I happen to own an Oculus Quest, and normally I would leap on an opportunity to test-drive Spatial, except for one small problem: the large space I cleared in my bedroom for my Oculus Quest is now piled high with my pandemic stockpile of non-perishable food, Lysol disinfectant wipes, and toilet paper! So obviously, that’s not going to happen. So I am going to have to rely on second-hand reports on how well Spatial works with the Quest (I am rather curious to know what differences would appear in someone using Spatial in virtual reality as opposed to augmented reality.)
I’m not often at a loss for words, but as I re-entered the real world after my second holographic media briefing this month, I realized that I was struggling to speak or type. Mentally, the sensation was awe — my sincere belief that I had just experienced the future of remote work and meetings…
The breakthrough here is Spatial, a collaborative workspace app that just became available for the popular Oculus Quest VR headset. It’s not hyperbole to say that Spatial has unilaterally reignited my enthusiasm for the Quest, which has recently gathered dust on my desk, as the potent pairing enables me to quickly participate in 3D group meetings filled with multiple realistic participants. Instead of using cartoony avatars or floating video tiles, Spatial users appear as “holograms” with real faces, motion-sensed head and hand movements, and even lip motions keyed to their live voices.
The text under the three smaller pictures along the bottom of this image, which is a bit hard to read here, says:
– Create your 3D-realistic avatar from a single selfie in second – Your avatar comes to life as you talk, move and interact – Shake hands and high-five each other
So, if anybody out there wants to try the free version of Spatial on their Oculus Quest, and write up a review, I would be happy to provide the blogpost for a guest review! Thanks! I hope somebody takes me up on my offer.
Their website boasts an impressive 61 integrations with tools such as Microsoft 365, G Suite, and Slack, with a promise to soon include video chat in the mix:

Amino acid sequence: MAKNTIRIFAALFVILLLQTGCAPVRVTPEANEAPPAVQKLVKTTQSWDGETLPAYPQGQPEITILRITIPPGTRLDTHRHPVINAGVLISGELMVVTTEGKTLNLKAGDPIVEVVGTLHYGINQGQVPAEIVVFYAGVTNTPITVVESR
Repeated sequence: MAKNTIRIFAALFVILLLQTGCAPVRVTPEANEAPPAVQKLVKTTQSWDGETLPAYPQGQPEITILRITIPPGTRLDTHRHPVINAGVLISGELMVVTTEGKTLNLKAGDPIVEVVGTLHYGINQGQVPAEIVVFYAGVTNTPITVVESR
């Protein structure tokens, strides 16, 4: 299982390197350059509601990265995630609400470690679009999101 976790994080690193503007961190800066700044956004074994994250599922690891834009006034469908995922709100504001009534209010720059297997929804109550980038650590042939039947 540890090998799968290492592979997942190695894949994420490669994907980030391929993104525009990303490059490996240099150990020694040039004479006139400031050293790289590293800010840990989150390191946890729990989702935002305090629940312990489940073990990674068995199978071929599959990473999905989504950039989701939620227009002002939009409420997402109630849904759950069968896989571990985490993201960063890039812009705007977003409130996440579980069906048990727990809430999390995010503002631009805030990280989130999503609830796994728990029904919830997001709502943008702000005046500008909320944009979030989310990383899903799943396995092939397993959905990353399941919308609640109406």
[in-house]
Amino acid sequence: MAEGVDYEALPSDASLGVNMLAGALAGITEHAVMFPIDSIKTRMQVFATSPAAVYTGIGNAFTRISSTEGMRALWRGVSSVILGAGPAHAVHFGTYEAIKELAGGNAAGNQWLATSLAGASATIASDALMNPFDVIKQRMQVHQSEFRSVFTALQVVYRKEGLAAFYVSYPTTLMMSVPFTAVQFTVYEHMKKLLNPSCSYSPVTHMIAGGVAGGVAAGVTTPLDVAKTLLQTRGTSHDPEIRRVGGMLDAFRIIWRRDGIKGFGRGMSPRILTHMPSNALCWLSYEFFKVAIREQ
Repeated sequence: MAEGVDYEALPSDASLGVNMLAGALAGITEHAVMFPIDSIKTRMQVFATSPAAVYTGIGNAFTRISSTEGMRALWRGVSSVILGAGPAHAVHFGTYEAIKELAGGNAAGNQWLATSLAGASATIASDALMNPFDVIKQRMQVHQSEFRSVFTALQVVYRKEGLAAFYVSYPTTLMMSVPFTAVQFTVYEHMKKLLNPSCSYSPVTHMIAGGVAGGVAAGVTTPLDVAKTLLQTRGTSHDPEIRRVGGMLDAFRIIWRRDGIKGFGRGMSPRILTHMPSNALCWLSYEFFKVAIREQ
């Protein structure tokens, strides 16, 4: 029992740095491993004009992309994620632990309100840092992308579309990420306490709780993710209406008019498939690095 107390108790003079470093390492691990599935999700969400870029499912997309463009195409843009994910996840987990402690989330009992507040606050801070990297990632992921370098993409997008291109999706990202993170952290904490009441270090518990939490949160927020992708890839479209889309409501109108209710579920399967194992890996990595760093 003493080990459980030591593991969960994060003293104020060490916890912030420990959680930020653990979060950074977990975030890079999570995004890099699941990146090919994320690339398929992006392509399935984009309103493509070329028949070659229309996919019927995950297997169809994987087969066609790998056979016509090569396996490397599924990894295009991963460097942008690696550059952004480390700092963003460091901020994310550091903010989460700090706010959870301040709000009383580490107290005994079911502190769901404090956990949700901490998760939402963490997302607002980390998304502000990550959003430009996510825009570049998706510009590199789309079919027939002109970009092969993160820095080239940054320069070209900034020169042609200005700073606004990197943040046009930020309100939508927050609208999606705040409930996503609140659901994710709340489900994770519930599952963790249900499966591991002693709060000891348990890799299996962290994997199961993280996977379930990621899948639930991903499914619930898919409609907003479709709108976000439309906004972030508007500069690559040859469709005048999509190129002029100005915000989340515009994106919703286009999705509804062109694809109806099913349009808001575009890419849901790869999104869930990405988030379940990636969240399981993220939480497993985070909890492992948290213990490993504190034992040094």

This is not a platform which supports virtual reality; it’s a virtual world that you access and navigate via your flatscreen computer desktop (here’s an example image from their fairly extensive user documentation):
I should note that the idea of having business meetings in exotic locations is hardly new to Remotely (for example, Dream lets you hold meetings in a cave!). Frankly, this is sort of like holding team meetings in Second Life, only you have far, far fewer options for avatars to use and worlds to meet in. Aside from the high number of software integrations that Remotely currently offers, and the admittedly cute and appropriate name, there’s not much to set it apart from all the other YARTVRA platforms out there, in what is rapidly becoming an oversaturated market (for reference, here is my most recently-updated list of YARTVRA platforms).
In summary, I don’t think there’s enough to the outer space gimmick to reel in business users, many of whom may not see the need for such a product, even during a coronavirus pandemic when everybody is working from home. In my opinion, there are now way, waaay too many products chasing after potential corporate users, which means that those platforms whose companies can more effectively advertise themselves (and promote the features that set them apart from the competition) will prevail.
UPDATE June 13th, 2020: I mistaken tagged this blogpost with the tag YARTVRA, which of course it isn’t (it doesn’t support virtual reality), so I have removed the tag and renamed this blogpost accordingly.